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Posts related to reliability

  • What does idempotent mean?

    When you start to accumulate home theater components to go with your TV, you end up with a bunch of remote controls. One remote for the TV, one for the receiver, and one for the DVD/Blu-Ray player. One for a cable box, satellite, or set-top streaming box. Maybe you’ve got a multiple-disc CD player, or even a turntable. (Vinyl is making a comeback!) Maybe you’ve even still got a VHS?…no I’m kidding, nobody has those anymore.

    The solution, rather than dealing with a stack of remotes, is to get one universal remote to rule them all. But once you do, you find that not all components are created equal, at least when it comes to the infrared codes (the actual signals sent by the remote control) that they accept.

    A cheap A/V receiver might accept codes like PowerToggle or NextInput. These make it nearly impossible to reliably turn the unit on and set the right input, especially if someone has messed with the receiver manually.

    A good receiver will have additional codes for PowerOn and PowerOff, even though those buttons don’t exist on the remote, and will also have an independent code for each input, like InputCable, InputSatellite, and InputBluRay.

    This is the essence of idempotence. No matter how many times your universal remote sends the PowerOn and InputBluRay commands, the receiver will still be turned on and ready to watch Forrest Gump. PowerToggle and InputNext, however, are not idempotent. If you repeat those commands multiple times, the component will be left in a different (and unknown) state each time.

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  • Third-order effects and software systems

    At the height of the Cold War, the United States passed the Federal Aid Highway Act of 1956, giving birth to the Interstate Highway System. Fueled by the fear of foreign attack and the need to quickly transport troops and equipment across the continent, the network of protected access highways ended up transforming the nation’s economy and culture forever.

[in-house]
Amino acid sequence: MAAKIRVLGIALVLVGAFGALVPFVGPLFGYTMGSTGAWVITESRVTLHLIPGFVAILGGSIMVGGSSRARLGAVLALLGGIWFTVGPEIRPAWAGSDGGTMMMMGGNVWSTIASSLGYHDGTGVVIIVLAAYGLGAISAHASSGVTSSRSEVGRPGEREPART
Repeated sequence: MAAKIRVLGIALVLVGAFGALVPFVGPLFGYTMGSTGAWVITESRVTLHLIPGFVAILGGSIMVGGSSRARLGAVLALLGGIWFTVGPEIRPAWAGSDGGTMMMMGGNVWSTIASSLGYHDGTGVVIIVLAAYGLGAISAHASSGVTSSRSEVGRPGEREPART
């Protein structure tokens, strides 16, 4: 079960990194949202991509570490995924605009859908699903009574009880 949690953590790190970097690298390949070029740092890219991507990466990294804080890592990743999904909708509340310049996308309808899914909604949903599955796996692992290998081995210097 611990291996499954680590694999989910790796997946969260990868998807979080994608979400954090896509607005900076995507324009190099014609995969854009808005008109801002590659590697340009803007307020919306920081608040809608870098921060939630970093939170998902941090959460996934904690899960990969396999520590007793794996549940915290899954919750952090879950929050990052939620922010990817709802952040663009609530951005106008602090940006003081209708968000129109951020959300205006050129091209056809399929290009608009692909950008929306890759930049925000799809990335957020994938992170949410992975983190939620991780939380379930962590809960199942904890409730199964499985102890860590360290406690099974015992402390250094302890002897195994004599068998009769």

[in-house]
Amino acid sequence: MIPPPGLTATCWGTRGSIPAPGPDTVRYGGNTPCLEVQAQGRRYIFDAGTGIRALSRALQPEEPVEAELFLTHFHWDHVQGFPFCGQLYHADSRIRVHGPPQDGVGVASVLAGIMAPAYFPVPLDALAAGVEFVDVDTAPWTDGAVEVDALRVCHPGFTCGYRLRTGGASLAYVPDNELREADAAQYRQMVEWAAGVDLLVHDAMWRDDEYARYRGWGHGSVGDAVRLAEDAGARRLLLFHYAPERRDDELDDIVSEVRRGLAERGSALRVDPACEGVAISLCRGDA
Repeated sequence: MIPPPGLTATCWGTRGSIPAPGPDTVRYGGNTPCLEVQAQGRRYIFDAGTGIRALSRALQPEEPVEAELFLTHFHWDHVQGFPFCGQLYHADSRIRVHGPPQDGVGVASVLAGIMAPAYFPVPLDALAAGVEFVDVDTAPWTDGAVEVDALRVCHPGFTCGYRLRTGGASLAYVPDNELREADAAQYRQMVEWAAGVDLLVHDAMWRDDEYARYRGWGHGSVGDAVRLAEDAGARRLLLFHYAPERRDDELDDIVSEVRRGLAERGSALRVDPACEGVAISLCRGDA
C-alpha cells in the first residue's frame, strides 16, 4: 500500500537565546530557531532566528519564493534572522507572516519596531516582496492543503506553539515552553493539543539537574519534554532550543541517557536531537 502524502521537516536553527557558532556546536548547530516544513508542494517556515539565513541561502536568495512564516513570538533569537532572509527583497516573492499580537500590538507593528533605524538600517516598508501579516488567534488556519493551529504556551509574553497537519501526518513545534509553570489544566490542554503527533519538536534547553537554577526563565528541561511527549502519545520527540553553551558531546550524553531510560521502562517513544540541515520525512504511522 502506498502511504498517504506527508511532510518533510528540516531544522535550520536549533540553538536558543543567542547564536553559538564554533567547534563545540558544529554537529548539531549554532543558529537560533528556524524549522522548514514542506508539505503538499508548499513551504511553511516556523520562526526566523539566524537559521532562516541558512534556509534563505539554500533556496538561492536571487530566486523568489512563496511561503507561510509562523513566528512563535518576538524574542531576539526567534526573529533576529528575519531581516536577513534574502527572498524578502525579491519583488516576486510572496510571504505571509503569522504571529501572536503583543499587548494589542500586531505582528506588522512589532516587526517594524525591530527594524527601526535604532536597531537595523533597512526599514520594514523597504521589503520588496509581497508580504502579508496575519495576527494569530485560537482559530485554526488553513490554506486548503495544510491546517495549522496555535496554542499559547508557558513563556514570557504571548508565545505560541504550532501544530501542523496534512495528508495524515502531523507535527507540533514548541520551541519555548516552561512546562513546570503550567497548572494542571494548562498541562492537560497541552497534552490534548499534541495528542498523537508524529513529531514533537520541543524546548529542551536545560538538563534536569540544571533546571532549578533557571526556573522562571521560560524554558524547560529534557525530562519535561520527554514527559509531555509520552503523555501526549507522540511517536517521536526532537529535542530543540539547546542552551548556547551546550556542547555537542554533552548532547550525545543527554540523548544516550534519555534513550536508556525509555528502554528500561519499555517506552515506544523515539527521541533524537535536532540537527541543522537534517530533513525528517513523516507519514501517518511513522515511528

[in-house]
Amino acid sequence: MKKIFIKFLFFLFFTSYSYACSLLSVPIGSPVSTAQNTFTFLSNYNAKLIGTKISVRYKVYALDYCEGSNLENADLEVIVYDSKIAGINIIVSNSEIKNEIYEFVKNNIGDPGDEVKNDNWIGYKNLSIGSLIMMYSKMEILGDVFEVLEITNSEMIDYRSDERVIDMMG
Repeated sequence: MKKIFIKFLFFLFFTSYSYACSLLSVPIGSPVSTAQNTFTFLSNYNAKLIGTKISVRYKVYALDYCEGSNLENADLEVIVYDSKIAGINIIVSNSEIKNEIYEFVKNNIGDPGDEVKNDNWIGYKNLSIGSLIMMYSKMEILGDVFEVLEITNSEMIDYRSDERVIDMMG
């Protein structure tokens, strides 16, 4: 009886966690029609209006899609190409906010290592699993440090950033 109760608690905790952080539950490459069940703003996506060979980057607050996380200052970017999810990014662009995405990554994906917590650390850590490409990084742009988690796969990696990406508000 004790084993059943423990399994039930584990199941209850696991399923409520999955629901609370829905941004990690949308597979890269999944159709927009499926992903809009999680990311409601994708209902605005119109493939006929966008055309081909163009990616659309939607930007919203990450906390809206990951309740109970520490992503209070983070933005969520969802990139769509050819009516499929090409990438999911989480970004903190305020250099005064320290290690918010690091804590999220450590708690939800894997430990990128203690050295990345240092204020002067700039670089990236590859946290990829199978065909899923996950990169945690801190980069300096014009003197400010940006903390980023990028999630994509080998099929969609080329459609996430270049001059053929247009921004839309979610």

It was perhaps easy to predict a first-order effect: people would travel longer distances given the ease of doing so. A second-order effect was perhaps also easy to foresee: people would be much more likely to work or shop further away from home.

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  • Fallacy #1: The network is reliable

    Anyone with a cable or DSL modem knows how temperamental network connections can be. The Internet just stops working, and the only way to get it going again is to unplug it for 15 seconds. (Or, put another way, “Have you tried turning it off and on again?”)

    Thankfully, better solutions exist for professional data centers than consumer-grade modems, but problems can persist.

    As a company that does reliable messaging, we’ve really heard it all. Don’t worry, the names will be changed to protect the innocent.

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  • The day we almost lost an invoice

    Lost invoice
    The day started like any other day working as a solutions architect for a healthcare invoice processing system. When I came into the office I didn’t anticipate that this was going to be a special day. I only realized it when a customer called in and asked for a specific invoice that should have been processed in our system. We couldn’t find it! It just wasn’t there at all. Sweat was dripping down my neck. Did we just lose an… Read more

    1. It would be easy to hit a maximum message size when using other message queues as well. Amazon SQS, Azure Queues, and MSMQ all have hard limits on size too. RabbitMQ is one notable message queue that does not have a limit, but even then, the larger your messages become, the worse a RabbitMQ system will perform.

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